Reviewed by May
“What did you find out?”
Lucy leaned forward. “Well, I found out that Spencer has a magic penis.”
I choked. “A magic penis?”
“Yes, one poke with his magic penis, and women go completely crazy,” she said, like having a poke from a magic penis was a bad thing.
“Why is it magic? Does it do tricks or something?” Bridget asked seriously.
“I couldn’t get specifics,” Lucy said.
Matchpoint is book two in the matchmaker series, a book I’ve been anxiously awaiting. If you have not read the first book you can start here easily, but honestly the first book was so much better than this I will warn you right now that I recommend that one, and not this one. The Matchmaker series is told from the first person perspective of Gladie Berger. A young woman who is settling in to life in Cannes, CA and learning the business of matchmaking from her grandmother.
The series is light, funny, and based off the first two books you can expect to find a murder-mystery solved, a couple get matched up in true love, and watch Gladie get herself into plenty of trouble all around town.
“You are a nutcase,” he said finally. “Pathological.”
“Hey, your last girlfriend is running around town carrying a cleaver. Maybe you need to consider your own taste in soul mates.”
“Maybe I should,” he said, never taking his eyes off me.
In this book, Gladie finds herself in a dentist’s office with a murdered dentist, has the town police chief (aka he of the magic penis) Spencer hiding out in her bedroom, and is trying to figure out what’s up with her sort-of boyfriend and neighbor next door. All while an alien loving cult waiting for “the Arrival” has set up yurts in the town square.
As you might guess from the cover, there is more than one potential love match for our heroine. In my mind it isn’t really any contest though – there is a clear direction and only one has lasting potential in my mind. When you can be yourself around one guy and pretend to be perfect around the other – yeah. But enough of my ramblings about the love triangle, let me explain what didn’t work.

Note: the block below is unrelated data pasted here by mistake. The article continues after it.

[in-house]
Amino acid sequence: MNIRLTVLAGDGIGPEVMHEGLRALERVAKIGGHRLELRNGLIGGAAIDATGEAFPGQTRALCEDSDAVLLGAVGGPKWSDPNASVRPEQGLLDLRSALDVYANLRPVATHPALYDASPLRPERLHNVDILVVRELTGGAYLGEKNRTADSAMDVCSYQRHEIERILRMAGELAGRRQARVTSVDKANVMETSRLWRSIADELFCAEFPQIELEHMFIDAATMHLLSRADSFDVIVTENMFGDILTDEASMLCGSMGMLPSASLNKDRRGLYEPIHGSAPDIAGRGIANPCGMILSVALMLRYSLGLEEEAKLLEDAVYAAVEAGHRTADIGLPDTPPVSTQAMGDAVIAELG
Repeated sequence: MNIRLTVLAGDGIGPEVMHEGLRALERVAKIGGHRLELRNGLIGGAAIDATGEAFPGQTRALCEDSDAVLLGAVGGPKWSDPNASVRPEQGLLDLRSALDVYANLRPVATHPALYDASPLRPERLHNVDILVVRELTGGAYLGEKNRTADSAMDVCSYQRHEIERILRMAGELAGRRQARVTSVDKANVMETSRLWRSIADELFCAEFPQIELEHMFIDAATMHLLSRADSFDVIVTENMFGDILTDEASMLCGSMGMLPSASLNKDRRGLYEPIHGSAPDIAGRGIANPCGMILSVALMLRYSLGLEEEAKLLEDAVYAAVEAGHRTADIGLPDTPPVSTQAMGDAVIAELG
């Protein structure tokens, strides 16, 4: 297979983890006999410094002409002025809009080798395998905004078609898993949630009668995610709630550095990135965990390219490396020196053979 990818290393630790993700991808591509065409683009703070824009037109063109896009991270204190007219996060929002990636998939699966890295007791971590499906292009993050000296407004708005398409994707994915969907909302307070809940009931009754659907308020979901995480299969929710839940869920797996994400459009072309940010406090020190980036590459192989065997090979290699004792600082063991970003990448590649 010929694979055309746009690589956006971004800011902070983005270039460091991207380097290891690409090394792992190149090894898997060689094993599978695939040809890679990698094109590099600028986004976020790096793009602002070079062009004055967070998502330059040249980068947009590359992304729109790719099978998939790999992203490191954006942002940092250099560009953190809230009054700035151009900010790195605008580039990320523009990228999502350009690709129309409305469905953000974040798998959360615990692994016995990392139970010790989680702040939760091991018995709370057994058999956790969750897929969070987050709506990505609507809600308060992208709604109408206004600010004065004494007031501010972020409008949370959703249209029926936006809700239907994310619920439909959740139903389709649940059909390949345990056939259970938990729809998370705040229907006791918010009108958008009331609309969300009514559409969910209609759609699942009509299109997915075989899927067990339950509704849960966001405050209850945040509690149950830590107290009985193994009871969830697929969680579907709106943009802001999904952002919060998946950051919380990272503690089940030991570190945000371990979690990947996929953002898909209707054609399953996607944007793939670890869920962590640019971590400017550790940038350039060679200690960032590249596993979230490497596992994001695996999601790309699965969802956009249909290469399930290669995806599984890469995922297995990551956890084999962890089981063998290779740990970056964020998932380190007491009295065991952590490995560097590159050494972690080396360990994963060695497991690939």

I can sum this up without any spoilers: This book reeked with desperation. It tried so hard to be funny at the expense of every single character as well as the plot. It was heavy handed and I felt like I was supposed to think things were funny, but they just weren’t.
Most of the charm and magic of the first book was lost here. I didn’t get lost in the story, I wasn’t rooting for Gladie, and I sure wasn’t intrigued by the mystery of it all. We didn’t need the over the top cult or insane townspeople for a good laugh. Gladie doesn’t have to act like a complete incompetent moron with not an ounce of intelligence for her to be hilarious and interesting. Quite simply, because the author was so clearly trying so hard to write a funny book, it failed.
I didn’t hate the book – but honestly what I liked about it is that it reminds me of books written a decade or more ago that were silly and fun and that blended my loves of both mystery and romance. It’s one of those books that had nostalgic appeal but by the time I was done I was entirely horrified by it. The story made me wince more than once because Gladie is simply not the kind of heroine I can stomach anymore.
She’s got the police chief sleeping with her and cuddling (no sex- they just spoon) in her bed because he’s hiding from facebook friends, but she’s trying to have a relationship with her mysterious next door neighbor. She’s running around without a cell phone because she doesn’t pay her bill for that but she spent money getting her hair done fancy. In other words, in every way possible the author makes her weak, stupid, and incapable. She is a silly female in all the worst ways, including her absolutely juvenile behavior when attracted to the opposite sex.
As a character, I expect development and growth in each novel. I also expect a main character to grow on me and to understand their motivations. What I understood in this book is that Gladie is a close relative of Stephanie Plum, and I can’t put myself through that kind of torture again. While this author can be hilarious (the first book is proof of that!) and I do really like some elements and details of this book, it really didn’t work. I’m giving it a D+/C- because I know my absolute intolerance for a really awful heroine is a huge part of why I’m grading it so low. The mystery part was ok, but because it is told in first person we can’t escape the sad mess that is Gladie and her maturity issues.